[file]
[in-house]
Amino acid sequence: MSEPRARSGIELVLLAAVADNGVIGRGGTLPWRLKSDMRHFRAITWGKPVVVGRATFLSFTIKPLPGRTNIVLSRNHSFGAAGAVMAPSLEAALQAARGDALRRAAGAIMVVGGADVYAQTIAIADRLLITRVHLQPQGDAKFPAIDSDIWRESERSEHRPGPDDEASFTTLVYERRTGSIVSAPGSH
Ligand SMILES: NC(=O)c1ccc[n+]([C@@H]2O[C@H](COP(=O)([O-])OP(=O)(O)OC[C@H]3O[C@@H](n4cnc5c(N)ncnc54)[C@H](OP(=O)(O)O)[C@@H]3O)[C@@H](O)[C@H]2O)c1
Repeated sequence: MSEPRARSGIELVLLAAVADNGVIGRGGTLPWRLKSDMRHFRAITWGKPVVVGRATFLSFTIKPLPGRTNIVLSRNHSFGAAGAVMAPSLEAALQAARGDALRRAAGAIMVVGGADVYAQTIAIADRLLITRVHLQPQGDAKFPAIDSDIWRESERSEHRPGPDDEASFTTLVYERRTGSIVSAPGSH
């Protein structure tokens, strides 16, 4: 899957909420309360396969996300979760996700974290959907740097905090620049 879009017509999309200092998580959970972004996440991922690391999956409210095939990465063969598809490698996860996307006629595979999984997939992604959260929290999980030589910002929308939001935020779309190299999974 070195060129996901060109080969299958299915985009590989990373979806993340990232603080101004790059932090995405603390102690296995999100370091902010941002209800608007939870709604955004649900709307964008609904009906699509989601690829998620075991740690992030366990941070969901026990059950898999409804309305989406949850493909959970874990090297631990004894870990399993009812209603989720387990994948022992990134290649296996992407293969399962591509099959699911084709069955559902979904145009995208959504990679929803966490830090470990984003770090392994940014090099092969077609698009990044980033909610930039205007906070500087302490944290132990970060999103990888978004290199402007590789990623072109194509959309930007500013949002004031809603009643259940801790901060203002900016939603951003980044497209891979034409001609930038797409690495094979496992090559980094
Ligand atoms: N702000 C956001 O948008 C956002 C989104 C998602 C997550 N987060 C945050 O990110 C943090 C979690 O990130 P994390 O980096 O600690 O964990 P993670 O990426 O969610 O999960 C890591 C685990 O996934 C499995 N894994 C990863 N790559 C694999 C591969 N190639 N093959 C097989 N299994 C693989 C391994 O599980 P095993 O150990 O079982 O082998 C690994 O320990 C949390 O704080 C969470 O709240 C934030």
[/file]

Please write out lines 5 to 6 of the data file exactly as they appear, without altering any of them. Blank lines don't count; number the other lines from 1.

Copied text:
């Protein structure tokens, strides 16, 4: 899957909420309360396969996300979760996700974290959907740097905090620049 879009017509999309200092998580959970972004996440991922690391999956409210095939990465063969598809490698996860996307006629595979999984997939992604959260929290999980030589910002929308939001935020779309190299999974 070195060129996901060109080969299958299915985009590989990373979806993340990232603080101004790059932090995405603390102690296995999100370091902010941002209800608007939870709604955004649900709307964008609904009906699509989601690829998620075991740690992030366990941070969901026990059950898999409804309305989406949850493909959970874990090297631990004894870990399993009812209603989720387990994948022992990134290649296996992407293969399962591509099959699911084709069955559902979904145009995208959504990679929803966490830090470990984003770090392994940014090099092969077609698009990044980033909610930039205007906070500087302490944290132990970060999103990888978004290199402007590789990623072109194509959309930007500013949002004031809603009643259940801790901060203002900016939603951003980044497209891979034409001609930038797409690495094979496992090559980094
Ligand atoms: N702000 C956001 O948008 C956002 C989104 C998602 C997550 N987060 C945050 O990110 C943090 C979690 O990130 P994390 O980096 O600690 O964990 P993670 O990426 O969610 O999960 C890591 C685990 O996934 C499995 N894994 C990863 N790559 C694999 C591969 N190639 N093959 C097989 N299994 C693989 C391994 O599980 P095993 O150990 O079982 O082998 C690994 O320990 C949390 O704080 C969470 O709240 C934030």